The City of Lompoc is pursuing what they are calling a second large-scale cleanup of the Santa Ynez Riverbed.
It’s been about two years since the city's efforts to clean up the Santa Ynez Riverbed. Due to the magnitude of garbage and homeless encampments, that cleanup came with a price tag of about a half-million dollars.
Now Mayor Jenelle Osborne says the riverbed needs to be addressed once again due to concerns over possible city water contamination from hazardous waste.
"It's a water issue but it's been complicated by the homeless residents in the riverbed and trying to respect that part of it and do all the proper things is part of what cost us so much,” Osborne said.
She adds some funds have already been set aside for another cleanup with other money coming from the water utility budget but says the long-term goal of maintaining the riverbed after cleanup is something that should have happened two years ago.
“The failing of the last budget cycle was setting aside money for maintenance. Instead, we spent a lot of time pointing fingers saying who should repay us and what we should've said is how do we maintain this while we seek additional support and partners,” Osborne said.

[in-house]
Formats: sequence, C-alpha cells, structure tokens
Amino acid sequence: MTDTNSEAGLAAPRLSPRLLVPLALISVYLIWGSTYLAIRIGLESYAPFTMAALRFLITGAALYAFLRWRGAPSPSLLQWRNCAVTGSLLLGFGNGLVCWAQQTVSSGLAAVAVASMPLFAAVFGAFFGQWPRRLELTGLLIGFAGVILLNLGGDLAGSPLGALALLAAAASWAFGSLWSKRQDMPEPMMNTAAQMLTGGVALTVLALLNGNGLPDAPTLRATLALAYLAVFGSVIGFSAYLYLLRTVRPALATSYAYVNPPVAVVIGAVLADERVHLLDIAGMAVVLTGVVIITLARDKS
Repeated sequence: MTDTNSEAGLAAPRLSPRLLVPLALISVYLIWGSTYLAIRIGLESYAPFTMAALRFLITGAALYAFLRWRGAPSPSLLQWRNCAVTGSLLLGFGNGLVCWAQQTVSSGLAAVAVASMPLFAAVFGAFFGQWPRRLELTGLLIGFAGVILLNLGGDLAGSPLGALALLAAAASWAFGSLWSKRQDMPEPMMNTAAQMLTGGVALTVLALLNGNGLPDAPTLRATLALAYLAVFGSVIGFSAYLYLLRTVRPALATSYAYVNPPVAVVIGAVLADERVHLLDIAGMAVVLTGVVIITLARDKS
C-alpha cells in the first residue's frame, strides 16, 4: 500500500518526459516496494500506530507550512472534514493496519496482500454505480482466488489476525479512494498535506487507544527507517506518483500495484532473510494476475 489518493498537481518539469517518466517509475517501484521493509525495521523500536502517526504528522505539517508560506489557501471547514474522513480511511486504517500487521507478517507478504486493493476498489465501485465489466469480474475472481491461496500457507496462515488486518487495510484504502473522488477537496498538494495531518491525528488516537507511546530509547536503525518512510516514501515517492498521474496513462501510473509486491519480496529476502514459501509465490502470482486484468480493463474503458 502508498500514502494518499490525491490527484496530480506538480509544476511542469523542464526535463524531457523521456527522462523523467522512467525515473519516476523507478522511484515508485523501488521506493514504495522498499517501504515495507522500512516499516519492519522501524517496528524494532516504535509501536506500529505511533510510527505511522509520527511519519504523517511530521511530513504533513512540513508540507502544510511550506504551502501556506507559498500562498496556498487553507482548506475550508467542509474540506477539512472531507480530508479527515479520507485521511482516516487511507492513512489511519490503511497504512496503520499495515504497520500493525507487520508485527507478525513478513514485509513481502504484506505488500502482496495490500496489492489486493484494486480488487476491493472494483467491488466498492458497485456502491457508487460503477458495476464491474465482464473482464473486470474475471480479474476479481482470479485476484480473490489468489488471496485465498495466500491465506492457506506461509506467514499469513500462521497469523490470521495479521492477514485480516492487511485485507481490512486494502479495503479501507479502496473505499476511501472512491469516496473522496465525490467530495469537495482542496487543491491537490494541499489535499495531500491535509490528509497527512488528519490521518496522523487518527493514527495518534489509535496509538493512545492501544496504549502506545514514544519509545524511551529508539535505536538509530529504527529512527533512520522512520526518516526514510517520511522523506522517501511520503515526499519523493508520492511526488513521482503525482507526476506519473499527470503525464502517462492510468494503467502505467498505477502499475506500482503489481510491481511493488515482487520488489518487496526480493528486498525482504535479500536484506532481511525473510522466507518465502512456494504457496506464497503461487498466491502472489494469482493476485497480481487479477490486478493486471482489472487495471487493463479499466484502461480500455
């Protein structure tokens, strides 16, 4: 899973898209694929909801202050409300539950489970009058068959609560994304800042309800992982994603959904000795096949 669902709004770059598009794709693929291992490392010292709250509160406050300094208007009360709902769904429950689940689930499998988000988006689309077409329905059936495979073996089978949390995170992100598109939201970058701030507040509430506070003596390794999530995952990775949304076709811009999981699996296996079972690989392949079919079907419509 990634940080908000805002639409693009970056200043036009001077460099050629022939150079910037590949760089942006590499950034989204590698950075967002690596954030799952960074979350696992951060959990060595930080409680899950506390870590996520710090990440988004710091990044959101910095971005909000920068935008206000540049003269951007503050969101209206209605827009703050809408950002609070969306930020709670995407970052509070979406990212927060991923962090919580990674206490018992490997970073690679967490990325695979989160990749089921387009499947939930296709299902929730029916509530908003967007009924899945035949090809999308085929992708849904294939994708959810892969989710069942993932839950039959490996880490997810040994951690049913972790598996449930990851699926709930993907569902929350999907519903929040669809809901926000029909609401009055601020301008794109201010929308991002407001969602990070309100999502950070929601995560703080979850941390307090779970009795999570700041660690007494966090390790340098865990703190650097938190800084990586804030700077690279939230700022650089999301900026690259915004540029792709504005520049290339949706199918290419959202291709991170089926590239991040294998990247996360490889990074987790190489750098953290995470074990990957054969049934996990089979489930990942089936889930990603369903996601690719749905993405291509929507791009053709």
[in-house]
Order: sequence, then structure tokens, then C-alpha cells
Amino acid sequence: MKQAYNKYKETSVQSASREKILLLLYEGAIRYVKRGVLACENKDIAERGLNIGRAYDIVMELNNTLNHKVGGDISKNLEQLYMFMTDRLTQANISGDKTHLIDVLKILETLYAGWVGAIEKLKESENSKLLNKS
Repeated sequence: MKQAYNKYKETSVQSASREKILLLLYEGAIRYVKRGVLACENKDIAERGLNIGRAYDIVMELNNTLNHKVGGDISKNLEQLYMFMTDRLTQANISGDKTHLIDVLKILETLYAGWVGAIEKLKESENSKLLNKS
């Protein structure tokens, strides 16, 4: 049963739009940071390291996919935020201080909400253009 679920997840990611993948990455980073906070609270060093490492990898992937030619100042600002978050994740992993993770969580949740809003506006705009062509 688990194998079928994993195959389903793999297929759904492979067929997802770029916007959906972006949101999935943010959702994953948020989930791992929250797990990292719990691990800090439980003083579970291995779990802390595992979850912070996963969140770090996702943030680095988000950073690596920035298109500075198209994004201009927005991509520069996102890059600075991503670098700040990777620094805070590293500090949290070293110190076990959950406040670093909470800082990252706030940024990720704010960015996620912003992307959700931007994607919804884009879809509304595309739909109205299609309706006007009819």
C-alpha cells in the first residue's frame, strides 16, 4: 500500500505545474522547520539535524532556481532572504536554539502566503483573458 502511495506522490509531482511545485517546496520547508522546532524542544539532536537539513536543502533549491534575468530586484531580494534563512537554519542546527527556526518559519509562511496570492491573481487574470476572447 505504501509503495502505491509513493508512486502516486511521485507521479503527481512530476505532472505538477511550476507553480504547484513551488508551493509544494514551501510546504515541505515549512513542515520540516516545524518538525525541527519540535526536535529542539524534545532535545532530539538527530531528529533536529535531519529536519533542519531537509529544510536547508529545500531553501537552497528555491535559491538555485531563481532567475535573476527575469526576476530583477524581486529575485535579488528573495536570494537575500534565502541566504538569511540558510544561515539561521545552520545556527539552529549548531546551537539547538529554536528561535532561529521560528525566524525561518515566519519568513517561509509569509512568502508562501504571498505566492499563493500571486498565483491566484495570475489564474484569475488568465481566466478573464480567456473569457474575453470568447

People living in the riverbed call it home.
"People come and go in this area. A lot of times it is homeless people that have no other place to go to and so they end up here,” said Alan Lee Garrett who currently lives in the riverbed.
That's something Osborne says she recognizes and that needs to be solved to avoid the problem from recurring.
It's also why she and the city council are seeking help from the Santa Barbara County Board of Supervisors.
"Working with the county because they fund public health issues, mental health issues, housing issues and you know, they get the funding for continuing care regarding homelessness,” Osborne said.
In the coming weeks, conversations will begin with the county to come up with a long-term rather than a short-term solution and avoid having to do this cleanup again in the future.
Lompoc city officials say during the first big riverbed cleanup two years ago about 1 million pounds of garbage was cleared away. They say they hope that won't be the case this time around.